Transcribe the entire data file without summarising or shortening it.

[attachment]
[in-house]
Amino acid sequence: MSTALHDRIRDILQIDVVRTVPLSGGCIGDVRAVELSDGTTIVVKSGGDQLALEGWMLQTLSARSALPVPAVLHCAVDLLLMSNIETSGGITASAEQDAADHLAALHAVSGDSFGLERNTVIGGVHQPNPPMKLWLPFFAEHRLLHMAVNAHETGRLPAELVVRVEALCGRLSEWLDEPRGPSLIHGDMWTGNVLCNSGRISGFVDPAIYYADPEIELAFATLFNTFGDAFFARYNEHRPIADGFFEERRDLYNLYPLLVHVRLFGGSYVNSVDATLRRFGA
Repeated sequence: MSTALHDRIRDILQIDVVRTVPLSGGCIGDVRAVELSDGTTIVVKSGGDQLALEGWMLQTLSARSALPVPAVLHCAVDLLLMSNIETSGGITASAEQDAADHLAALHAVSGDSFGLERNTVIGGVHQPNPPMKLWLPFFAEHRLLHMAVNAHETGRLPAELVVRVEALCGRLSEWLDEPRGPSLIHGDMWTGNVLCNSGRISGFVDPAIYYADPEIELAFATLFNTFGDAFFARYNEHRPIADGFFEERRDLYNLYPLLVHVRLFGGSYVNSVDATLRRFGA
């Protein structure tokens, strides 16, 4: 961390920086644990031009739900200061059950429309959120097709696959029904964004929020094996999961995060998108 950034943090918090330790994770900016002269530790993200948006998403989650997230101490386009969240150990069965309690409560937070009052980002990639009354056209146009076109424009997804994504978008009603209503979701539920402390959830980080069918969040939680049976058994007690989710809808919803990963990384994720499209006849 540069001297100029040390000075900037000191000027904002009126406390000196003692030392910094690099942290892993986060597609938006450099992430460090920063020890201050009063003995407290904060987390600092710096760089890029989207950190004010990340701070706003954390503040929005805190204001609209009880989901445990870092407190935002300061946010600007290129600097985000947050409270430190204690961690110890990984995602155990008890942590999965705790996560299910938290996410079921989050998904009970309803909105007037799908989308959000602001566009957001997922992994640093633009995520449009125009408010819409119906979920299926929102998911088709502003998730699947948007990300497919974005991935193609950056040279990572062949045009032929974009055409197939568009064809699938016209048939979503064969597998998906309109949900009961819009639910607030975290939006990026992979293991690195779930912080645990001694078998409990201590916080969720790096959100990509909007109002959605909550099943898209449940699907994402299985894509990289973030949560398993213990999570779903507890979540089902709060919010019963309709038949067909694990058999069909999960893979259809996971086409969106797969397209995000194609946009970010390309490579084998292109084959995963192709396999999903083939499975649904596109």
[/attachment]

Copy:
[in-house]
Amino acid sequence: MSTALHDRIRDILQIDVVRTVPLSGGCIGDVRAVELSDGTTIVVKSGGDQLALEGWMLQTLSARSALPVPAVLHCAVDLLLMSNIETSGGITASAEQDAADHLAALHAVSGDSFGLERNTVIGGVHQPNPPMKLWLPFFAEHRLLHMAVNAHETGRLPAELVVRVEALCGRLSEWLDEPRGPSLIHGDMWTGNVLCNSGRISGFVDPAIYYADPEIELAFATLFNTFGDAFFARYNEHRPIADGFFEERRDLYNLYPLLVHVRLFGGSYVNSVDATLRRFGA
Repeated sequence: MSTALHDRIRDILQIDVVRTVPLSGGCIGDVRAVELSDGTTIVVKSGGDQLALEGWMLQTLSARSALPVPAVLHCAVDLLLMSNIETSGGITASAEQDAADHLAALHAVSGDSFGLERNTVIGGVHQPNPPMKLWLPFFAEHRLLHMAVNAHETGRLPAELVVRVEALCGRLSEWLDEPRGPSLIHGDMWTGNVLCNSGRISGFVDPAIYYADPEIELAFATLFNTFGDAFFARYNEHRPIADGFFEERRDLYNLYPLLVHVRLFGGSYVNSVDATLRRFGA
């Protein structure tokens, strides 16, 4: 961390920086644990031009739900200061059950429309959120097709696959029904964004929020094996999961995060998108 950034943090918090330790994770900016002269530790993200948006998403989650997230101490386009969240150990069965309690409560937070009052980002990639009354056209146009076109424009997804994504978008009603209503979701539920402390959830980080069918969040939680049976058994007690989710809808919803990963990384994720499209006849 540069001297100029040390000075900037000191000027904002009126406390000196003692030392910094690099942290892993986060597609938006450099992430460090920063020890201050009063003995407290904060987390600092710096760089890029989207950190004010990340701070706003954390503040929005805190204001609209009880989901445990870092407190935002300061946010600007290129600097985000947050409270430190204690961690110890990984995602155990008890942590999965705790996560299910938290996410079921989050998904009970309803909105007037799908989308959000602001566009957001997922992994640093633009995520449009125009408010819409119906979920299926929102998911088709502003998730699947948007990300497919974005991935193609950056040279990572062949045009032929974009055409197939568009064809699938016209048939979503064969597998998906309109949900009961819009639910607030975290939006990026992979293991690195779930912080645990001694078998409990201590916080969720790096959100990509909007109002959605909550099943898209449940699907994402299985894509990289973030949560398993213990999570779903507890979540089902709060919010019963309709038949067909694990058999069909999960893979259809996971086409969106797969397209995000194609946009970010390309490579084998292109084959995963192709396999999903083939499975649904596109």